Learning to Forgive Ourselves

Nicholas Hardy | February 07, 2018

Forgiveness is a topic that we are all familiar with.  If for nothing else, most of us have recited a part of what it means while reading the Lord’s Prayer.  

 “Forgive us our debts, as we have forgiven our debtors.”  

This two-part equation recognizes that at some point, we all will ask for and be asked to provide forgiveness.  Even for those who don’t have an in-depth understanding of forgiveness, still, can understand what it means to say “I’m sorry.”  

However, when it comes to forgiving ourselves, who is holding us accountable?  

How do we let go of our own bad decisions and stop punishing ourselves?  

Learning to forgive can be hard, especially when we are the one in need.

Here are several barriers that each of us must overcome as we begin the journey of learning to forgive ourselves:

Barrier One: Self-Inflicted Pain

It seems contradictory, but a hurdle to overcome in our journey of learning how to forgive ourselves is moving beyond self-inflicted pain. Accountability is one thing, which is our role in owning a mistake, or taking responsibility for our actions.  This is positive and can be used to prevent us from making the same mistake twice.

However, self-inflicted pain is when we allow negative emotions to linger, and hold merciless to self-defeating thoughts. This can be our way of punishing ourselves, or try to re-experience the same hurt we have caused others. This form of personal payback is a barrier to accepting forgiveness for ourselves.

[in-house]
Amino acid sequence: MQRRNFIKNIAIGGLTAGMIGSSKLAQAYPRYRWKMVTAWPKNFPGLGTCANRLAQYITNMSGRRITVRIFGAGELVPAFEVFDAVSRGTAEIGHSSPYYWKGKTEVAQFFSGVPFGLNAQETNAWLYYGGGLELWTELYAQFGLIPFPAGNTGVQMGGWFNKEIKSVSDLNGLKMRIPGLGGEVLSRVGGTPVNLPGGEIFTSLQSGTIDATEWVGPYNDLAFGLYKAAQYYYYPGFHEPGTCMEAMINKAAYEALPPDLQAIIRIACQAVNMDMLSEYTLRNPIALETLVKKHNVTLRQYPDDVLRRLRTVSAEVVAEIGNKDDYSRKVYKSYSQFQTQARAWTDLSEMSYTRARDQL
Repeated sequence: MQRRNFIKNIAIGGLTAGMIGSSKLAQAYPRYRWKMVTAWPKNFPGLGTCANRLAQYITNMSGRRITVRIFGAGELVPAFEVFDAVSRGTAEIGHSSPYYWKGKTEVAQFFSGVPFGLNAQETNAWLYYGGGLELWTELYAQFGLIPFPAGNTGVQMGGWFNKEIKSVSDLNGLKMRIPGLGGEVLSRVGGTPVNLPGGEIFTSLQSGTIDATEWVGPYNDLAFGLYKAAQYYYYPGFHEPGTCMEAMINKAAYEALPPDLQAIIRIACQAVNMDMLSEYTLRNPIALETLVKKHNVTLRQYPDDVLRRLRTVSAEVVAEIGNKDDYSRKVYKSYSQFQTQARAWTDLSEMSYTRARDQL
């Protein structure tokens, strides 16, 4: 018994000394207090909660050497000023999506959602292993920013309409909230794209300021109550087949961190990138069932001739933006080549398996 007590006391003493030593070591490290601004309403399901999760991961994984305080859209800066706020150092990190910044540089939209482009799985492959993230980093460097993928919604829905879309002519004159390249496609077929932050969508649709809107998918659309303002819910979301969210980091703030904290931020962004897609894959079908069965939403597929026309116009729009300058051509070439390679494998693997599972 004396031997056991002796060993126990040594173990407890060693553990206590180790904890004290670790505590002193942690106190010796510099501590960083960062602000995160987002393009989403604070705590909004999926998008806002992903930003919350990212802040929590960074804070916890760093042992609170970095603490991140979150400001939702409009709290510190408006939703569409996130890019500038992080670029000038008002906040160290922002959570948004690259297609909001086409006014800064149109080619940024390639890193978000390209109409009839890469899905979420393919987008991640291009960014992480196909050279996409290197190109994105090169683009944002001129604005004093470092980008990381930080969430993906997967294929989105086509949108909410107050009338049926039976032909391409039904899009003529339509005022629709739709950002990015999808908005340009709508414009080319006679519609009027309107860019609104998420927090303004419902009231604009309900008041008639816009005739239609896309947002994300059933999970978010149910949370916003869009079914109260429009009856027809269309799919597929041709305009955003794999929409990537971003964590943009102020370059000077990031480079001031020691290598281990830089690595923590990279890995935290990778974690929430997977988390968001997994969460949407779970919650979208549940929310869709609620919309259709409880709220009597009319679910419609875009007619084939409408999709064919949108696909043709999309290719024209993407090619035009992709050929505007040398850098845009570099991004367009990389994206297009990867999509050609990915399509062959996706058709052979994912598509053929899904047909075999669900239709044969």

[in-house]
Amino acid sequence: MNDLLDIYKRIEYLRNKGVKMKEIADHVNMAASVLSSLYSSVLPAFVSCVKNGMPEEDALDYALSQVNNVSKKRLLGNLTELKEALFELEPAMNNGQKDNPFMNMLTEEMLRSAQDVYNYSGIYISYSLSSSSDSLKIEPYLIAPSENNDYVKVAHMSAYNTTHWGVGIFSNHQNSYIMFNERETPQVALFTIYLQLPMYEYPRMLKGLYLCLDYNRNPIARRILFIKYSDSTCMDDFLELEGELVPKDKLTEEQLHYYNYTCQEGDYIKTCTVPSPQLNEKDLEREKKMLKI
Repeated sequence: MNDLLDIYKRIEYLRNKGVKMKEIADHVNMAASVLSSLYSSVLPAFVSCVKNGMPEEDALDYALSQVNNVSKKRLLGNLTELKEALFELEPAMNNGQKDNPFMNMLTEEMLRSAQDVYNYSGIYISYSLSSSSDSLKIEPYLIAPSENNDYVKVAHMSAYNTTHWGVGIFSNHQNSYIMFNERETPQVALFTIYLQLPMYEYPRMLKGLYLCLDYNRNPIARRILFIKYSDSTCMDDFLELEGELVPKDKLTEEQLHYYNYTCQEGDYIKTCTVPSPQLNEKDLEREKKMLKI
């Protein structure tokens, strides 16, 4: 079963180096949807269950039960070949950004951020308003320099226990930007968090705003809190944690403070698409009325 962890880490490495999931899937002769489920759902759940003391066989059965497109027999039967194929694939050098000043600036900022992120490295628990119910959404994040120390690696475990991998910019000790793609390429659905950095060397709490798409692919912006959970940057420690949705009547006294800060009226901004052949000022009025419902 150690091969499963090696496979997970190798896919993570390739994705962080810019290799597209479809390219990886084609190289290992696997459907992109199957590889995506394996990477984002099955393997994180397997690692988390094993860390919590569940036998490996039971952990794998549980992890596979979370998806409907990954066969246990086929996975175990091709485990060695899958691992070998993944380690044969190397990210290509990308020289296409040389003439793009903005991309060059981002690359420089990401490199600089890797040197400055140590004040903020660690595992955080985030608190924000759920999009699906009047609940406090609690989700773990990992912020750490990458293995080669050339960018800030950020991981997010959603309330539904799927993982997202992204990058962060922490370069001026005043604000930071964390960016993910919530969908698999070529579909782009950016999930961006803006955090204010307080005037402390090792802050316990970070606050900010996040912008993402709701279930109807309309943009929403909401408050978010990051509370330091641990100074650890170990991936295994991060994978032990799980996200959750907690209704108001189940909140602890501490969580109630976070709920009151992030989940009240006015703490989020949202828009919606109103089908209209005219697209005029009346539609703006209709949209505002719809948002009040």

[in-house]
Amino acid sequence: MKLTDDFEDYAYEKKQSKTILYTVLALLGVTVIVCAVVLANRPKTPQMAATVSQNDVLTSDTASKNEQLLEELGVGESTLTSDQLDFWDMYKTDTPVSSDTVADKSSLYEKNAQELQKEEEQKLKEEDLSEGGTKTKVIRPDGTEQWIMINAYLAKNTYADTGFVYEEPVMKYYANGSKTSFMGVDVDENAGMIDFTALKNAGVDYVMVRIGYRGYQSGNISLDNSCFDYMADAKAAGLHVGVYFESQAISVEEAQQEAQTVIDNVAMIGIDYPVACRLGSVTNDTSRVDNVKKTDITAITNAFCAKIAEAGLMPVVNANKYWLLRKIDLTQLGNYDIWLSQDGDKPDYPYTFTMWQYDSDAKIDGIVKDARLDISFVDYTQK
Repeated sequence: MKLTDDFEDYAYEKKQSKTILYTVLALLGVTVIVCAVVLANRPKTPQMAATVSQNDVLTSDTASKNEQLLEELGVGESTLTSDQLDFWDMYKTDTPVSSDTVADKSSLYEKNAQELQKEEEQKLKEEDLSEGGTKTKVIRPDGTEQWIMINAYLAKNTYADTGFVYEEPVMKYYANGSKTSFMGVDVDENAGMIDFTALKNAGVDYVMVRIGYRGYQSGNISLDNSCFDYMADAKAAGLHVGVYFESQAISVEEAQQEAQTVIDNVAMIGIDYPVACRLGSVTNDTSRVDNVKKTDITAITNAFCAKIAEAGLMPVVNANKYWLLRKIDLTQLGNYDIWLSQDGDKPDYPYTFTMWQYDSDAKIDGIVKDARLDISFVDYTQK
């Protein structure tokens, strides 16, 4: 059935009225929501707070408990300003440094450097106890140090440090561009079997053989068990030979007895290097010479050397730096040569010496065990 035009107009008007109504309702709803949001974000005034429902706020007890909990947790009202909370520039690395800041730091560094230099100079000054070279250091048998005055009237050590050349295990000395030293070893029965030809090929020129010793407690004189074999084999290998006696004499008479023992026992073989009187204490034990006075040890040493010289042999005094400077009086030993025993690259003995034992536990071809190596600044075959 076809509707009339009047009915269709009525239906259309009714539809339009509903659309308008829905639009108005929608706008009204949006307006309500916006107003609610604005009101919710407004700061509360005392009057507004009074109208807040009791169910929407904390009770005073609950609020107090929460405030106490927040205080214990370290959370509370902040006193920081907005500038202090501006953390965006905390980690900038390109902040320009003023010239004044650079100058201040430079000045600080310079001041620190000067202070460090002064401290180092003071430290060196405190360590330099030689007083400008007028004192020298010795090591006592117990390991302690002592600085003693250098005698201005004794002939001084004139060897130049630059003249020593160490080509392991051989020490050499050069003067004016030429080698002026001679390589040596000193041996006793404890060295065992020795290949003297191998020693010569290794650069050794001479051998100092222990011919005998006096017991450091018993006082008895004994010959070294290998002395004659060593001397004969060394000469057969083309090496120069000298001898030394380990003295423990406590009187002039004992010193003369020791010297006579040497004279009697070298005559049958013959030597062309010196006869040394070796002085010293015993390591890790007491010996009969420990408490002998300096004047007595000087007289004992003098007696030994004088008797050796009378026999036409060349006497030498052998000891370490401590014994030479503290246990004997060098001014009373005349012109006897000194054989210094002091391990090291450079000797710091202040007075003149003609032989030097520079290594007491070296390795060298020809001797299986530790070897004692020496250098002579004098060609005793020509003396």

Barrier Two: I Deserve It

How we treat others, doesn’t always reflect how we see ourselves, but the way we treat ourselves, almost always, is a direct reflection of our own thoughts and feelings. When we have a negative self-image, to feel bad, guilty, or ashamed, is to feel normal.  Therefore, allowing ourselves to receive forgiveness and release the burden of pain, contradicts our own norm.  With that being said, overcoming the barrier of our own self-perception can aid in the process of forgiveness.   

Barrier Three: Personal Feelings

The oxymoron of feelings is that we sometimes have to act our way into a feeling, instead of feeling our way into action.  Despite the temptation of waiting until we feel a certain way, by knowing that we have been forgiven, it’s imperative that we begin acting in a way that aligns with what’s already true.

Doing it Alone

The old saying is true, “you can’t heal what you hide.”  Forgiveness often requires that we move beyond the secrecy of our own negative thoughts.  In the journey of forgiveness, it’s important to find individuals we can openly share with, and that can simultaneously walk with us as we move forward.  

Nicholas Hardy is a counselor and a current PHD student in the Graduate College of Social Work at the University of Houston.

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